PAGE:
A sea monster from the age of dinosaurs found on a remote arctic island

Reconstruction of an early ichthyosaur and 250-million-year-old ecosystem found in Spitsbergen. Credit: Illustration by Esther Van Hulsen

For nearly 190 years, scientists have searched for the origins of ancient marine reptiles since the time of the dinosaurs. Now a team of Swedish and Norwegian paleontologists have discovered the remains of the earliest known ichthyosaur, or ‘fish-lizard’, on the remote Arctic island of Spitsbergen.

Ichthyosaurs are an extinct group of marine reptiles whose fossils have been recovered around the world. They were among the first land-dwelling animals to live in the open ocean, and developed a ‘fish-like’ body shape similar to modern whales. Ichthyosaurs were at the top of the food chain in the oceans, while dinosaurs roamed the land and dominated marine habitats for over 160 million years.

Early ichthyosaur vertebral structure

Computed tomography image and cross-section showing the internal skeletal structure of a vertebrate from an early ichthyosaur. Credit: Øyvind Hammer and Jørn Hurum

According to textbooks, reptiles first entered the open ocean after the Permian mass extinction, which destroyed marine ecosystems and paved the way for the dawn of the age of dinosaurs nearly 252 million years ago. As the story goes, terrestrial reptiles with walking legs invaded shallow coastal environments to take advantage of the marine hunting grounds left vacant by this cataclysmic event. Over time, these early amphibious reptiles became more adept at swimming and eventually evolved their limbs into flippers, developing a ‘fish-like’ body shape and living young; Thus severing their final link to land without the need to come ashore to spawn.

New fossils discovered in Spitsbergen are now revising this long-accepted theory.

Near the hunting lodges on the south coast of the Ice Fjord in western Spitsbergen, the Valley of Flowers cuts through snow-capped mountains to reveal layers of rock that were once mud at the bottom of the ocean 250 million years ago. A fast-flowing river with melting snow erodes the mudstone, revealing rounded limestone boulders. These are formed from calcareous sediments that settled around the remains of decomposed animals on ancient seabeds, then preserved them in fascinating three-dimensional detail. Paleontologists today hunt for these concretions to study the fossilized remains of long-dead sea creatures.

Fossil-bearing rocks in Spitsbergen

The fossiliferous rocks in Spitsbergen yield the earliest ichthyosaur remains. Credit: Benjamin Gear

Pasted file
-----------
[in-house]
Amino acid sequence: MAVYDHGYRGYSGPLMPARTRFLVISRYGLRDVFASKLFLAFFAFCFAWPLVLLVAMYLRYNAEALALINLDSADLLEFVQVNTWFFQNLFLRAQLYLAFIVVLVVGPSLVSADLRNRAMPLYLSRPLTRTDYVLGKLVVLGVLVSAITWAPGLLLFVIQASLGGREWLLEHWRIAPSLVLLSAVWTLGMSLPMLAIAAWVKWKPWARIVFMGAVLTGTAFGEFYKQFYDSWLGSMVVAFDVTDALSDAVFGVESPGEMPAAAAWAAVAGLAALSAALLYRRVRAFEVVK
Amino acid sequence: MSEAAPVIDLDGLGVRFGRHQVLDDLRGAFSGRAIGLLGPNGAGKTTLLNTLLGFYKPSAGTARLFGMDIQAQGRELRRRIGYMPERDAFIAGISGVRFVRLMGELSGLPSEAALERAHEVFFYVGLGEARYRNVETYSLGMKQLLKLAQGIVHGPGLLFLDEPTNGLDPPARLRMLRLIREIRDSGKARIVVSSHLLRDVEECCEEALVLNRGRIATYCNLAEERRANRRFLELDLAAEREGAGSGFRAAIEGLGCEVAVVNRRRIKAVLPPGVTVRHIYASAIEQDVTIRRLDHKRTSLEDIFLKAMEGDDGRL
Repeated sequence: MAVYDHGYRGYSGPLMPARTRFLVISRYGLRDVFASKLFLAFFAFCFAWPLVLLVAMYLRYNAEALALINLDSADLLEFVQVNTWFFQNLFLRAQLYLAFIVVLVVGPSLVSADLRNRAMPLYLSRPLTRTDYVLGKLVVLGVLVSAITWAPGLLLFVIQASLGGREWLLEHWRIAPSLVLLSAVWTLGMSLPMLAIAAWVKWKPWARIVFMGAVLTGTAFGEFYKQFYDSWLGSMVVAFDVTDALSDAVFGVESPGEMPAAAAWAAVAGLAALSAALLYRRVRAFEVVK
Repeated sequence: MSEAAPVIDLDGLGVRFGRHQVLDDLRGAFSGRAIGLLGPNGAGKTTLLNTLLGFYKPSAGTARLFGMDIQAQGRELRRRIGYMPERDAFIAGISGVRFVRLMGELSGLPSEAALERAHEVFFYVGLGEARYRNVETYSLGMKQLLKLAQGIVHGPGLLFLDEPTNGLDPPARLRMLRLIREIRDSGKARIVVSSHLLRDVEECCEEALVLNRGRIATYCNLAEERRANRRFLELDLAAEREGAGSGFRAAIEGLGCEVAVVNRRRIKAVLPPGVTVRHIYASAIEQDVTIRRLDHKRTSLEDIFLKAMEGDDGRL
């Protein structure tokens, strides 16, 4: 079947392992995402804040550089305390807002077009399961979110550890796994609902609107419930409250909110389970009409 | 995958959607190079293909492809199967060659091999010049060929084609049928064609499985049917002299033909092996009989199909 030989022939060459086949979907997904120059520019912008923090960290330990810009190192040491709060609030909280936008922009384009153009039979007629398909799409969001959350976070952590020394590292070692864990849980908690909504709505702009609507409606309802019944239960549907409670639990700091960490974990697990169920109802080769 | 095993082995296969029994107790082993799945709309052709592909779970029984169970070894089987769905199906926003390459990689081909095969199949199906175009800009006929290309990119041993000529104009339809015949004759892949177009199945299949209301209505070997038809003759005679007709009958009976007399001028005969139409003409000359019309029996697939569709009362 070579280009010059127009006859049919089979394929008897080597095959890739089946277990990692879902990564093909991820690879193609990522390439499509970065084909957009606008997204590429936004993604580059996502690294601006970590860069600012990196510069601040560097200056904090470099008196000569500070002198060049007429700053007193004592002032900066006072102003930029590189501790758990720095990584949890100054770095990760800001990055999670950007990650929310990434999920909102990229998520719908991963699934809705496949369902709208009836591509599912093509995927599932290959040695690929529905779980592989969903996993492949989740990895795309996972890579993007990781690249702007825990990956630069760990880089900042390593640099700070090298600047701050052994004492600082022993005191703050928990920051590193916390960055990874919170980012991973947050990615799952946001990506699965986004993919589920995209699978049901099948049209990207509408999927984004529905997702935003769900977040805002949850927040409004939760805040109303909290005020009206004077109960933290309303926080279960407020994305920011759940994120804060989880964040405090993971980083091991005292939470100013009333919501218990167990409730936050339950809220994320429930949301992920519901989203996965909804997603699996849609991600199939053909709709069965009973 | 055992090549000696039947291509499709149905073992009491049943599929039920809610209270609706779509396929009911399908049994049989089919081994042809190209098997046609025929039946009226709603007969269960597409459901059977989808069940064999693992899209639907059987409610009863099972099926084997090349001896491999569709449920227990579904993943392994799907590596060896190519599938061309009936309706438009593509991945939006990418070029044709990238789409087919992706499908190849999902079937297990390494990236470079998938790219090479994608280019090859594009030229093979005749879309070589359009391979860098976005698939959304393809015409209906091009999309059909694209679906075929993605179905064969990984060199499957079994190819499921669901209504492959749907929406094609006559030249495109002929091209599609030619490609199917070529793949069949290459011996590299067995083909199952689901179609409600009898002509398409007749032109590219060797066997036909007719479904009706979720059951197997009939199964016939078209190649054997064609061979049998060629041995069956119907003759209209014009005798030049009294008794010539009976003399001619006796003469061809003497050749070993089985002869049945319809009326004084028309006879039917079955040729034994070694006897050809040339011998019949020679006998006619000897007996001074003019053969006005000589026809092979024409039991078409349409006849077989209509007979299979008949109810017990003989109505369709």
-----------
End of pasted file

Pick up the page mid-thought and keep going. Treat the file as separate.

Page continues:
During a trip in 2014, a large number of concretions were collected from the Valley of Flowers and sent to the Natural History Museum.[{” attribute=””>University of Oslo for future study. Research conducted with The Museum of Evolution at Uppsala University has now identified bony fish and bizarre ‘crocodile-like’ amphibian bones, together with 11 articulated tail vertebrae from an ichthyosaur. Unexpectedly, these vertebrae occurred within rocks that were supposedly too old for ichthyosaurs. Also, rather than representing the textbook example of an amphibious ichthyosaur ancestor, the vertebrae are identical to those of geologically much younger larger-bodied ichthyosaurs, and even preserve internal bone microstructure showing adaptive hallmarks of fast growth, elevated metabolism and a fully oceanic lifestyle.

Geochemical testing of the surrounding rock confirmed the age of the fossils at approximately two million years after the end-Permian mass extinction. Given the estimated timescale of oceanic reptile evolution, this pushes back the origin and early diversification of ichthyosaurs to before the beginning of the Age of Dinosaurs; thereby forcing a revision of the textbook interpretation and revealing that ichthyosaurs probably first radiated into marine environments prior to the extinction event.

Excitingly, the discovery of the oldest ichthyosaur rewrites the popular vision of Age of Dinosaurs as the emergence timeframe of major reptile lineages. It now seems that at least some groups predated this landmark interval, with fossils of their most ancient ancestors still awaiting discovery in even older rocks on Spitsbergen and elsewhere in the world.

The paper is published in the prestigious international life sciences journal Current Biology.

Reference: “Earliest Triassic ichthyosaur fossils push back oceanic reptile origins” by Benjamin P. Kear, Victoria S. Engelschiøn, Øyvind Hammer, Aubrey J. Roberts and Jørn H. Hurum, 13 March 2023, Current Biology.
DOI: 10.1016/j.cub.2022.12.053

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